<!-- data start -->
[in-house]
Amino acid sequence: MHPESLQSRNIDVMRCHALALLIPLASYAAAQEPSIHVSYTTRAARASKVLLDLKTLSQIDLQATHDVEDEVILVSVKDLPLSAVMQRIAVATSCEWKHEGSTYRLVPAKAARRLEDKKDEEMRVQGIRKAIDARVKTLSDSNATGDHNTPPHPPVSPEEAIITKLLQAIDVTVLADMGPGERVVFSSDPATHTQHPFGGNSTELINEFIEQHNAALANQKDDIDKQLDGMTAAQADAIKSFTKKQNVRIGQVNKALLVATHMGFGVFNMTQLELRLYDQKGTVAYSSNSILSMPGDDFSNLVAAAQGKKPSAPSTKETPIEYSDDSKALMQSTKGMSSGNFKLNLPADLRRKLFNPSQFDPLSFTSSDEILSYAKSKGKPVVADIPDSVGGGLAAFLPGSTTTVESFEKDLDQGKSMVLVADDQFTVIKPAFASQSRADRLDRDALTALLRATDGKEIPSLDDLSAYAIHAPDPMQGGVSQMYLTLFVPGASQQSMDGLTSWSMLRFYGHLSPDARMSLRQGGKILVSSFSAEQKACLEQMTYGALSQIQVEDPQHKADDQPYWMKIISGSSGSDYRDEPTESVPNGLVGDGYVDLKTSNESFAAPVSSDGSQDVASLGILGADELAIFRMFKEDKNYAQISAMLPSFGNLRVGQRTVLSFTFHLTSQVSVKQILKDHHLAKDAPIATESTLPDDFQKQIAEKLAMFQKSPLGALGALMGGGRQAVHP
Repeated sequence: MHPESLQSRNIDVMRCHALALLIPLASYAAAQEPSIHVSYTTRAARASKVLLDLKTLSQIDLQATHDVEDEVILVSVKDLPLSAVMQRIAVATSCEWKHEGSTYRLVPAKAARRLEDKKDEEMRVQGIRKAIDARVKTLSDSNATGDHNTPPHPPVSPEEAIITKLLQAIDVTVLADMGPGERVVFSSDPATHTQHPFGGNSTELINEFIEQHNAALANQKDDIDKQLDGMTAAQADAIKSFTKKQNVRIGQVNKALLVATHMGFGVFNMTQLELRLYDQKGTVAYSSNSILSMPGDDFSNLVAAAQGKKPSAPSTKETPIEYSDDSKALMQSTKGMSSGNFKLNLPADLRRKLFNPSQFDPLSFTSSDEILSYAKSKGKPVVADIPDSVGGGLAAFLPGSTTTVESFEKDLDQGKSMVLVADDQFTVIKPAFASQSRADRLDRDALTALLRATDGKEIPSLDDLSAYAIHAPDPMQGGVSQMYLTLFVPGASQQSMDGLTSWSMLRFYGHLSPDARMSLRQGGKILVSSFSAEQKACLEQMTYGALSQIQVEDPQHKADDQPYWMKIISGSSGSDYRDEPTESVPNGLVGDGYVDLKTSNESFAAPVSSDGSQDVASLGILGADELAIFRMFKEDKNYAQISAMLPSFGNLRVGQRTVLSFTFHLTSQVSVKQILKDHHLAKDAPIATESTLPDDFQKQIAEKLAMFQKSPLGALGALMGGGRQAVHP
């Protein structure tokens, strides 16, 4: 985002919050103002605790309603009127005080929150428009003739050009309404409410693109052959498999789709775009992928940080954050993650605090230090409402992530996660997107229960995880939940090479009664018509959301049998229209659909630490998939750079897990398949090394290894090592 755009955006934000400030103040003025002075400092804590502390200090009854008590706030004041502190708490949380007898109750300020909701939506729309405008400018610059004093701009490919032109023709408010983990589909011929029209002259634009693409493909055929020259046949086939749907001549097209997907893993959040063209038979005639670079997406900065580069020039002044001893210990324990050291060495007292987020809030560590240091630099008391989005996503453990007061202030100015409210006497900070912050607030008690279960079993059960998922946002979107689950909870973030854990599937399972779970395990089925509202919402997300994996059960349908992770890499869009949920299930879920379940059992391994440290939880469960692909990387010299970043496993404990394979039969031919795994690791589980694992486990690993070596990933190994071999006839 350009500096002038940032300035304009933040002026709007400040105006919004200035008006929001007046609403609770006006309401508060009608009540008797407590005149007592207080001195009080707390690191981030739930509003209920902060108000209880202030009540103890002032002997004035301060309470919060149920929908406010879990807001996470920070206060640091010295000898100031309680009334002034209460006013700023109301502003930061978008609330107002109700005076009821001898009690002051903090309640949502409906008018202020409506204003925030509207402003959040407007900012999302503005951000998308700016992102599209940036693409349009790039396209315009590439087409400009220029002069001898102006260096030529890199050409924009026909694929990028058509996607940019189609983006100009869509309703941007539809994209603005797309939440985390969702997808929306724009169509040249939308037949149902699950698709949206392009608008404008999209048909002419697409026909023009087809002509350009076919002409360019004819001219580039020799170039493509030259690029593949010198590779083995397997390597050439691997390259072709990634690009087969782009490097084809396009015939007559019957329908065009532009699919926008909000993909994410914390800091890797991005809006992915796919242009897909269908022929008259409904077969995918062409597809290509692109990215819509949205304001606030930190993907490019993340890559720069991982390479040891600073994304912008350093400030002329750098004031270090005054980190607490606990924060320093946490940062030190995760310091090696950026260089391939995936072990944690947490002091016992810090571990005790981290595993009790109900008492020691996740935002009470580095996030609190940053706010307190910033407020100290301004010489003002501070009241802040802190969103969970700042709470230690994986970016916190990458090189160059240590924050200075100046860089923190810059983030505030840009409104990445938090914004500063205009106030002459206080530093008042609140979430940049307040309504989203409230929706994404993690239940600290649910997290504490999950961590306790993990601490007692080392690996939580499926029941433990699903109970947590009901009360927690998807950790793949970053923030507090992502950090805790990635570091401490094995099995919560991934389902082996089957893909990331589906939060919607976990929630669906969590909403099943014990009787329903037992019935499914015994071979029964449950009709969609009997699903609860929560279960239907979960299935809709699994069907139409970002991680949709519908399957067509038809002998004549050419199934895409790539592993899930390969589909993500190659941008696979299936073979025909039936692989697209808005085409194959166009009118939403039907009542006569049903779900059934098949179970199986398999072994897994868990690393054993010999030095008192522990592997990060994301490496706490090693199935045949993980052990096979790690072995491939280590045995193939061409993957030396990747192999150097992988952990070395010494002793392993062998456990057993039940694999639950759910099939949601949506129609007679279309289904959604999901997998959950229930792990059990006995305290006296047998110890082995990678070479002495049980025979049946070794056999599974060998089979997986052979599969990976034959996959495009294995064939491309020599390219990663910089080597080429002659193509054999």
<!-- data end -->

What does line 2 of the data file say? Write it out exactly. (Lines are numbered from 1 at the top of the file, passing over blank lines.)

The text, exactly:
Amino acid sequence: MHPESLQSRNIDVMRCHALALLIPLASYAAAQEPSIHVSYTTRAARASKVLLDLKTLSQIDLQATHDVEDEVILVSVKDLPLSAVMQRIAVATSCEWKHEGSTYRLVPAKAARRLEDKKDEEMRVQGIRKAIDARVKTLSDSNATGDHNTPPHPPVSPEEAIITKLLQAIDVTVLADMGPGERVVFSSDPATHTQHPFGGNSTELINEFIEQHNAALANQKDDIDKQLDGMTAAQADAIKSFTKKQNVRIGQVNKALLVATHMGFGVFNMTQLELRLYDQKGTVAYSSNSILSMPGDDFSNLVAAAQGKKPSAPSTKETPIEYSDDSKALMQSTKGMSSGNFKLNLPADLRRKLFNPSQFDPLSFTSSDEILSYAKSKGKPVVADIPDSVGGGLAAFLPGSTTTVESFEKDLDQGKSMVLVADDQFTVIKPAFASQSRADRLDRDALTALLRATDGKEIPSLDDLSAYAIHAPDPMQGGVSQMYLTLFVPGASQQSMDGLTSWSMLRFYGHLSPDARMSLRQGGKILVSSFSAEQKACLEQMTYGALSQIQVEDPQHKADDQPYWMKIISGSSGSDYRDEPTESVPNGLVGDGYVDLKTSNESFAAPVSSDGSQDVASLGILGADELAIFRMFKEDKNYAQISAMLPSFGNLRVGQRTVLSFTFHLTSQVSVKQILKDHHLAKDAPIATESTLPDDFQKQIAEKLAMFQKSPLGALGALMGGGRQAVHP